Graduate student recruitment ramps up
Concordia has recently announced significant improvements in allocating funds to graduate students. The measures are part of an effort to improve the university’s research and advanced training profile.
“We were seriously lacking competitive funding packages for graduate students,” acknowledges Graham Carr, Dean of Graduate Studies. He is confident that newly announced programs will change that.
New funds have been made available, including the recently announced $3 million to be offered over the next three years as multi-year tuition waivers for promising international graduate students.
“This will allow us to double the number of students we can offer tuition waivers to,” explains Carr. Currently, Quebec’s Ministère de l’Éducation, du Loisir et du Sport provides funds for 30 to 35 international students.
That change in the university’s budget was approved by Fred Lowy hours after he took up his duties as Concordia’s President in January. “It’s a signal from the top that there is significant support for graduate studies,” says Carr.
Louise Dandurand, Vice-President Research and Graduate Studies, emphasizes this commitment: “It is essential for our university to attract top level graduate students, and we are badly in need of putting in place competitive measures in this regard.”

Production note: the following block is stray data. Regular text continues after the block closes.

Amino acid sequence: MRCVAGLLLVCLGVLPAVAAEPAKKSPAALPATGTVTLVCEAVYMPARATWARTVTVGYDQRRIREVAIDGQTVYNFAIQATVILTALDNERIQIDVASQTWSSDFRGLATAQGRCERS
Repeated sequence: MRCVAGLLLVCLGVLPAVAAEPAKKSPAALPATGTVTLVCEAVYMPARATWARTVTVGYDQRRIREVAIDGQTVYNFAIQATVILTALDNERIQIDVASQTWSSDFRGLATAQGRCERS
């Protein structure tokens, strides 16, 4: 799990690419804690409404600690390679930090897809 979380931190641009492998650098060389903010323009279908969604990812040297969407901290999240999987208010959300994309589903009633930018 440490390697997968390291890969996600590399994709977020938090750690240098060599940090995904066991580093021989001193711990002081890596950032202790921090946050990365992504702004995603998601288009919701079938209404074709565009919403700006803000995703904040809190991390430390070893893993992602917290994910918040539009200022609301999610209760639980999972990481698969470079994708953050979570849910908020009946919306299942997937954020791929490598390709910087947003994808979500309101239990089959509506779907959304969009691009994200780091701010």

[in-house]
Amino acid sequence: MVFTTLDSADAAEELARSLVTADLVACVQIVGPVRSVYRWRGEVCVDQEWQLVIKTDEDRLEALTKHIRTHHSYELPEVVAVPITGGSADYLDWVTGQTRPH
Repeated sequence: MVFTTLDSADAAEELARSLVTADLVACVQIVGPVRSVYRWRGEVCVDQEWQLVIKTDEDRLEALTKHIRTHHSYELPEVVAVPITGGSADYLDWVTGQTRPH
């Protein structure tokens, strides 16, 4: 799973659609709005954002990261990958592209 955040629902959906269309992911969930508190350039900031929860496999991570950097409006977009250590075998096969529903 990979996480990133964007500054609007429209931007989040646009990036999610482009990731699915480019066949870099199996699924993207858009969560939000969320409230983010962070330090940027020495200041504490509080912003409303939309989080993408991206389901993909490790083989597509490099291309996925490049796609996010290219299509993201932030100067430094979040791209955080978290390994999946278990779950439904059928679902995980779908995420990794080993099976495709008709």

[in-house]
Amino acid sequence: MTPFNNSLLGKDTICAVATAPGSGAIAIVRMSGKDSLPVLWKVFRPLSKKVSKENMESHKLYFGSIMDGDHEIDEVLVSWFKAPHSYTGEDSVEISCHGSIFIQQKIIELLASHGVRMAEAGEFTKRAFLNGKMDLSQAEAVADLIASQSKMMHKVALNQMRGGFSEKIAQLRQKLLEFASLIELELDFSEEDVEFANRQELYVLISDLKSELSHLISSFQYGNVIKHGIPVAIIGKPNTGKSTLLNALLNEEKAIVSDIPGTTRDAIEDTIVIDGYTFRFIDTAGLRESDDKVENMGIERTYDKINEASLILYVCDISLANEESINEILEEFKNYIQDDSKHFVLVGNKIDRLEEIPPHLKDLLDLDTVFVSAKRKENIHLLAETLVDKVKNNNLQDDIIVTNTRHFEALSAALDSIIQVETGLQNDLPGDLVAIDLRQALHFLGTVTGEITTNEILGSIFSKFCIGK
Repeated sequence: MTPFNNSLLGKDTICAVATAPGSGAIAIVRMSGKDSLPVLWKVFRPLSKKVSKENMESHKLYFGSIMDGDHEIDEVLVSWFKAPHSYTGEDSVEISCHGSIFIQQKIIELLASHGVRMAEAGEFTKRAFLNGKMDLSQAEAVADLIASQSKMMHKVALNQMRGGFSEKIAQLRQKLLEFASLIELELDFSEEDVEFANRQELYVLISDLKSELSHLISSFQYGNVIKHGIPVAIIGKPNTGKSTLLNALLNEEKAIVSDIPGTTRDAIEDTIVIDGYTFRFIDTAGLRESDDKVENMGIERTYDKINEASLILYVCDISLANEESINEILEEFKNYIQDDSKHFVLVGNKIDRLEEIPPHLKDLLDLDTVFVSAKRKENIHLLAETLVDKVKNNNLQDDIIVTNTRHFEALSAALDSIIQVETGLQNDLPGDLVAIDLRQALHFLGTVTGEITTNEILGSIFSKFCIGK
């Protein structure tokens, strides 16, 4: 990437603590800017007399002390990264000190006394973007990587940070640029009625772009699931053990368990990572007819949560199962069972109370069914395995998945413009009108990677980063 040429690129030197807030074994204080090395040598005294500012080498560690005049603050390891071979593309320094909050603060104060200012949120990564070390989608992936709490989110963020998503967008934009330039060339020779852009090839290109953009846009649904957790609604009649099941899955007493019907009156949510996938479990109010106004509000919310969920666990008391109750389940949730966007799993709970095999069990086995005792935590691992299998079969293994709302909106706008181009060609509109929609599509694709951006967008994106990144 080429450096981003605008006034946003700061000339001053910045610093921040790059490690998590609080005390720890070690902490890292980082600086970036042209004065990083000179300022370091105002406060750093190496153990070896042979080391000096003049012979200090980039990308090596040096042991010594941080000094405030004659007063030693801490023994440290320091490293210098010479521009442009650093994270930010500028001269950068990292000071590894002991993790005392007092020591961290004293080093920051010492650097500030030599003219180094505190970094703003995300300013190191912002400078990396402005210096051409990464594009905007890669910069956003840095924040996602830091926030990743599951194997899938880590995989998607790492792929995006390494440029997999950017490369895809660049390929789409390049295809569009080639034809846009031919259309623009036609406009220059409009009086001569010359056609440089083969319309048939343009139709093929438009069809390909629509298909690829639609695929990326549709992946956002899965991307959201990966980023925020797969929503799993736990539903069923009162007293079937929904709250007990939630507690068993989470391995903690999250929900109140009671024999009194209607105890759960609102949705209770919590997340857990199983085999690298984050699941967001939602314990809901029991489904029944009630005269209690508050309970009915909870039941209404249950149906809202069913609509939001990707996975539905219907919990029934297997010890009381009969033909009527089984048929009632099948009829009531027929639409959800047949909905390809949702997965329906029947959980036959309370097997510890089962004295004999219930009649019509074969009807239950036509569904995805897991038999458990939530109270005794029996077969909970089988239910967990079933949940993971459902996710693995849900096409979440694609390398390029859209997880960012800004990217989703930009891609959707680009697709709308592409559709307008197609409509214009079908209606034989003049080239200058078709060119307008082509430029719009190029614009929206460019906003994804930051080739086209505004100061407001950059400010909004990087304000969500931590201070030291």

The new funding is being offered in tandem with new ways of allocating funds already available. “Part of the whole strategy is to take the money we have and use it in a better way in terms of recruitment and retention,” explains Carr. For instance, changes to the graduate fee billing structure introduced last year represented significant savings for the university, which have been translated into 60 one-time $10,000 awards for graduate students, both new and returning.
Carr credits the university’s Chief Financial Officer Patrick Kelley for his commitment to increasing funds available for graduate students. This builds on past initiatives such as the Special Entrance Awards for newly recruited external fellowship holders.
Another significant change is that some funds are now being made available earlier, at the departmental level. Carr says that in the past, funds allocated to potential graduate students were not determined until March. By then, students who had applied in the fall might have already decided to go elsewhere, where funding was more readily available. With departments empowered to offer a limited number of awards up front, top students can be recruited more efficiently.
Retention is also a consideration. To that end, funds that were primarily available for PhD students and post-doctoral fellows to present their research at refereed conferences or juried expositions have been expanded and are now available through competition to all qualified graduate students. Similarly, funds have been increased for students who are making rapid progress through their graduate degrees to accelerate completion of their theses, dissertations and major research projects.
• Concordia's School of Graduate Studies
• Ministère de l’Éducation, du Loisir et du Sport